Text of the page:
Long-COVID exercise study brings it closer to ME/CFS – and suggests a wholesale shift in muscle production may have occurred.
People with long COVID will appreciate this study’s attempt to get at perhaps the core problem in the condition – energy production. People with chronic fatigue syndrome (ME/CFS), on the other hand, will appreciate seeing new researchers focusing on an area of great interest to them.
This study, “Decreased Fatty Acid Oxidation and Altered Lactate Production during Exercise in Patients with Post-acute COVID-19 Syndrome“, brings in a cadre of researchers from the Pulmonary Physiology Lab at the University of Colorado Anschutz medical campus, and, get this, the Center for Post COVID Care at National Jewish Health Hospital, in Denver. National Jewish Health, by the way, calls itself “the leading respiratory hospital in the nation and the only one devoted fully to the treatment of respiratory and related illnesses”.
The Center and the eight doctors associated with it glommed onto the exercise issues in long COVID early and started sending people with long COVID to the exercise lab in June 2020.
This was a retrospective study; i.e. the data came from chart reviews of cardiopulmonary exercise (CPET) tests done from June 2020 to April 2021 on 50 people with long COVID. During the test, the participants exercised to exhaustion (or near) on a bicycle.
It was probably an evolutionary necessity that our bodies retain an ability – even when sick – to produce substantial amounts of energy for short periods of time when needed. Some people with ME/CFS retain their ability to do that while others don’t. This study suggests the same scenario plays out in long COVID – some people can produce normal amounts of energy on a one-time basis while others can’t.
VO2 max – which measures the amount of energy one is able to produce during one’s maximum effort – was normal in 68% of the participants but reduced in almost a third of the participants (32%). Peak VO2 – the absolute peak energy produced at one point during the test – findings were similar. Given that about a third of the long-COVID patients generated unusually low amounts of energy, one wonders how many more would have had trouble doing so in a two-day exercise study.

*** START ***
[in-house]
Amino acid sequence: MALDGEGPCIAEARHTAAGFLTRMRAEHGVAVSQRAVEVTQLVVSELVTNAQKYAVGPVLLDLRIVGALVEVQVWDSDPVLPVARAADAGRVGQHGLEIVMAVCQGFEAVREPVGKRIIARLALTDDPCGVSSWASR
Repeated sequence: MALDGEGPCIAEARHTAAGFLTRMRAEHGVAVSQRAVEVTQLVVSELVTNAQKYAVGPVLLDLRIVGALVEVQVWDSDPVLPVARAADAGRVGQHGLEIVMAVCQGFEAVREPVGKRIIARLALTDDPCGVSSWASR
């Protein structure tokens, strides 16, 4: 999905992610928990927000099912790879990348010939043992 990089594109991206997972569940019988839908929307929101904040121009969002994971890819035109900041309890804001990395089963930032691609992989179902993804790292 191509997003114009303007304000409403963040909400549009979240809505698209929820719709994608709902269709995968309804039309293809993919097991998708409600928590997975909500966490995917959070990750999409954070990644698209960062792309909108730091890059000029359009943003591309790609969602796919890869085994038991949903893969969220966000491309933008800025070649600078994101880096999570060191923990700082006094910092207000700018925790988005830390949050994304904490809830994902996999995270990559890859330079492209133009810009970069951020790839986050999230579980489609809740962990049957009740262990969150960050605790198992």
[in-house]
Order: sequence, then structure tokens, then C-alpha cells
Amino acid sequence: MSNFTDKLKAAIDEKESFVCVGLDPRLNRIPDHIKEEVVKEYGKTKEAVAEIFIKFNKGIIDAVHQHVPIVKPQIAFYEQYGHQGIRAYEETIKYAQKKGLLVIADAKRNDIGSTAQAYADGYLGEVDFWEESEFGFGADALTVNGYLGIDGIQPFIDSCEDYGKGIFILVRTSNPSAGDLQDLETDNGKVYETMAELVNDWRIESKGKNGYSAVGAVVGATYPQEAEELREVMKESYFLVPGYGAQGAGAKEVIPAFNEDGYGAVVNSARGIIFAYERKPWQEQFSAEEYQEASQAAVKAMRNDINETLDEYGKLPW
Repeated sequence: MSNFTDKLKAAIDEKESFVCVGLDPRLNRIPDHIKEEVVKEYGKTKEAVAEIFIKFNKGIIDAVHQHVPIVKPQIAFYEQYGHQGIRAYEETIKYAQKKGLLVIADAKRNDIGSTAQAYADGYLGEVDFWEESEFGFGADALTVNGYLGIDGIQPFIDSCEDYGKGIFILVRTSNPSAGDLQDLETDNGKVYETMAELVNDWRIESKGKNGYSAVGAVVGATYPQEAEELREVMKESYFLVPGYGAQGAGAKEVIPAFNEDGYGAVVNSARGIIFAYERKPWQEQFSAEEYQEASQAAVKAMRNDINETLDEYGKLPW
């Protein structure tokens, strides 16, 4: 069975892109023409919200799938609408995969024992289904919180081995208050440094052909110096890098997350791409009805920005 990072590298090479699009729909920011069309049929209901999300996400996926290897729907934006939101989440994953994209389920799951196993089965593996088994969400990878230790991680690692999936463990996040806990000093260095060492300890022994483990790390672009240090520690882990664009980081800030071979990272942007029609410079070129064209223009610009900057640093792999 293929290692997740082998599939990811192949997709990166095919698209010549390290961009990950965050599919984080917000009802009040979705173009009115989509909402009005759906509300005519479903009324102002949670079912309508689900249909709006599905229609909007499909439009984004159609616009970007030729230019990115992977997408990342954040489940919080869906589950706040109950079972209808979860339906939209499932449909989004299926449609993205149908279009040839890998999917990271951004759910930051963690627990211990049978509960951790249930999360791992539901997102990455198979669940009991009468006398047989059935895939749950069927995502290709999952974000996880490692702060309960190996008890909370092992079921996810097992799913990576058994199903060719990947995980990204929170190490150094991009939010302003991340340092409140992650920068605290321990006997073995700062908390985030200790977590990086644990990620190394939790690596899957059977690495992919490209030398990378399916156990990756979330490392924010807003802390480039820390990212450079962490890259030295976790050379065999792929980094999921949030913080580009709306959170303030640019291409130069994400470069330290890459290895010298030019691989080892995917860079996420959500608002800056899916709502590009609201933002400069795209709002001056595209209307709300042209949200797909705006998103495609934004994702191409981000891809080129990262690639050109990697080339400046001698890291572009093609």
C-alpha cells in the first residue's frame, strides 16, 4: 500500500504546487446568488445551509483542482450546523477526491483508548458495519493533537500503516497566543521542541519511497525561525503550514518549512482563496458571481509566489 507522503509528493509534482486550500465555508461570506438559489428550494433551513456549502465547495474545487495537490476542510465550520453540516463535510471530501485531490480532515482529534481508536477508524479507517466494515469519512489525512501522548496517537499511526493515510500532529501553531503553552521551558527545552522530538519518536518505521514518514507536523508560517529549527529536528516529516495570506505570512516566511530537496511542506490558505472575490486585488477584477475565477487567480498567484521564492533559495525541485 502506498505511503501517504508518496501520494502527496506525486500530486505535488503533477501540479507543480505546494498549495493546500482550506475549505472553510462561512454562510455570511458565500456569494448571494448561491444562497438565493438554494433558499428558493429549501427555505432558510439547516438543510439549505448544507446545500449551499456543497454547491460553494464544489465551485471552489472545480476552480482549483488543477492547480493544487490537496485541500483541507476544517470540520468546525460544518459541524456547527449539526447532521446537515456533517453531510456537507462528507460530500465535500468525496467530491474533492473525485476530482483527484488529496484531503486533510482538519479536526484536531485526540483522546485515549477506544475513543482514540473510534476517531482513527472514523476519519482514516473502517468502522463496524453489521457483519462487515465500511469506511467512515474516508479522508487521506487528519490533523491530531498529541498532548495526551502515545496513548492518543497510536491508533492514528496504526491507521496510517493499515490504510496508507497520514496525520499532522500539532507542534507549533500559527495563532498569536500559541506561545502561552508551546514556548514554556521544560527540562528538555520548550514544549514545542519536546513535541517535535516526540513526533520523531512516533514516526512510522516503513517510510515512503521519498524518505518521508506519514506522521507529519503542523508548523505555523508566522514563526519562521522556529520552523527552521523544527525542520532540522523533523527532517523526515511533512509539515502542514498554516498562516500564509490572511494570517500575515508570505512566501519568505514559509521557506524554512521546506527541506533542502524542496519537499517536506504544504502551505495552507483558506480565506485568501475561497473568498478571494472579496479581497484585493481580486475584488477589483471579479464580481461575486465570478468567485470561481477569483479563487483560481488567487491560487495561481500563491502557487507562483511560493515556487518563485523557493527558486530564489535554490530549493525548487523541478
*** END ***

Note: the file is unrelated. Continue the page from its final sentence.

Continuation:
Then it got really interesting. As we’ve seen in ME/CFS, the long-COVID patients’ levels of lactate – a byproduct of anaerobic energy production – were increased. That suggested that the people with long COVID were rapidly blowing through their stores of clean energy produced by aerobic metabolism. We use aerobic metabolism in the mitochondria to produce most of our energy. It’s particularly needed when we do things like walk, run, or bike.
A more primitive form of energy production (think lizards), anaerobic energy production is good for quick bursts of energy but quickly poops out when stressed. It’s not designed to carry the load required for even a 10-minute exercise test.
When the aerobic energy system is overwhelmed, the anaerobic energy production system steps in to give us a last boost of energy. That comes at a price, though. Less energy is produced, and substances like lactate build up and produce pain, fatigue, etc. That last extra pop, though, might have given our ancestors enough energy to escape from the cave bears, dire wolves, or saber-tooth tigers they were running away from.
The increased levels of lactate found indicated that the long-COVID patients relied more on anaerobic energy production than expected.
In contrast to the third or so of long-COVID patients who failed to reach normal levels of energy production, the authors reported all 50 of the long-COVID participants produced significantly lower levels of fatty acid oxidation. That meant that a key source of the electrons needed to produce energy in the mitochondria was impaired.
This suggested that, when put to the test, the people with long COVID were unable to produce normal amounts of energy from the breakdown of fatty acids. This fits well with the results of recent ME/CFS studies which suggest that something strange is going on with “fatty acid oxidation”; i.e. the breakdown of fatty acids to provide energy substrates for the mitochondria.
Mitochondrial Dysfunction Pegged
The authors then plunged into an illuminating explanation. The anaerobic energy gets a bad name in ME/CFS, but it’s actually operating much of the time – at low levels. It’s only when we rely on it for things it’s not designed to do that we start experiencing pain and fatigue. Lizards, after all, don’t jog.
- Early in the coronavirus pandemic, The Center for Post COVID Care at National Jewish Health in Denver began having its long-COVID patients do maximal exercise tests.
- This retrospective study of 50 people with long COVID did not find reduced exercise capacity (VO2 max, peak VO2) overall but did find reductions in exercise capacity in about a third of the participants. (Two-day exercise tests pick up more evidence of reduced exercise capacity in ME/CFS.)
- Increased levels of lactate early in the exercise test, however, suggested that the anaerobic energy production system kicked in early. The anaerobic energy production system produces less energy than the aerobic energy production system – and produced substances like lactate which, when they build up, produce symptoms like pain and fatigue.
- All the participants also showed evidence of impaired use of fatty acids to provide substrates for the mitochondria. That was an interesting finding, indeed, given several recent ME/CFS studies implicating fatty acid metabolism in ME/CFS.
- The authors suggested the increased lactate levels early in the exercise period might result from a switch in the production of muscle fibers from slow-twitch muscle fibers to fast-twitch muscle fibers.